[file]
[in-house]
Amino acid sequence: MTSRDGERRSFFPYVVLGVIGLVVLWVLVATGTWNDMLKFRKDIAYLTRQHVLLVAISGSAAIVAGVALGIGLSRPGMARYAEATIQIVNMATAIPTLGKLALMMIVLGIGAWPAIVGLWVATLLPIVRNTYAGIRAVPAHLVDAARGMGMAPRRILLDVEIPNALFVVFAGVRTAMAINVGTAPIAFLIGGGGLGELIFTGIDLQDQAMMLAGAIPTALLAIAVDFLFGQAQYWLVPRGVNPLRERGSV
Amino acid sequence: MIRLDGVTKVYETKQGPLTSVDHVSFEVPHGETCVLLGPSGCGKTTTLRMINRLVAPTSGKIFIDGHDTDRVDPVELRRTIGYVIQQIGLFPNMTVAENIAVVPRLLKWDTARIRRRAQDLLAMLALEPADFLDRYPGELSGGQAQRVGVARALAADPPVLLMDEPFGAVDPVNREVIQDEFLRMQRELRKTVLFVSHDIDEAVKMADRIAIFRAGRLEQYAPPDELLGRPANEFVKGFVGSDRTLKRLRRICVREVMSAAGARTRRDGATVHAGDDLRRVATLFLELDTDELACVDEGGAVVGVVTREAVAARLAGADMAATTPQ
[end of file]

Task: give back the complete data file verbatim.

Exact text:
[in-house]
Amino acid sequence: MTSRDGERRSFFPYVVLGVIGLVVLWVLVATGTWNDMLKFRKDIAYLTRQHVLLVAISGSAAIVAGVALGIGLSRPGMARYAEATIQIVNMATAIPTLGKLALMMIVLGIGAWPAIVGLWVATLLPIVRNTYAGIRAVPAHLVDAARGMGMAPRRILLDVEIPNALFVVFAGVRTAMAINVGTAPIAFLIGGGGLGELIFTGIDLQDQAMMLAGAIPTALLAIAVDFLFGQAQYWLVPRGVNPLRERGSV
Amino acid sequence: MIRLDGVTKVYETKQGPLTSVDHVSFEVPHGETCVLLGPSGCGKTTTLRMINRLVAPTSGKIFIDGHDTDRVDPVELRRTIGYVIQQIGLFPNMTVAENIAVVPRLLKWDTARIRRRAQDLLAMLALEPADFLDRYPGELSGGQAQRVGVARALAADPPVLLMDEPFGAVDPVNREVIQDEFLRMQRELRKTVLFVSHDIDEAVKMADRIAIFRAGRLEQYAPPDELLGRPANEFVKGFVGSDRTLKRLRRICVREVMSAAGARTRRDGATVHAGDDLRRVATLFLELDTDELACVDEGGAVVGVVTREAVAARLAGADMAATTPQ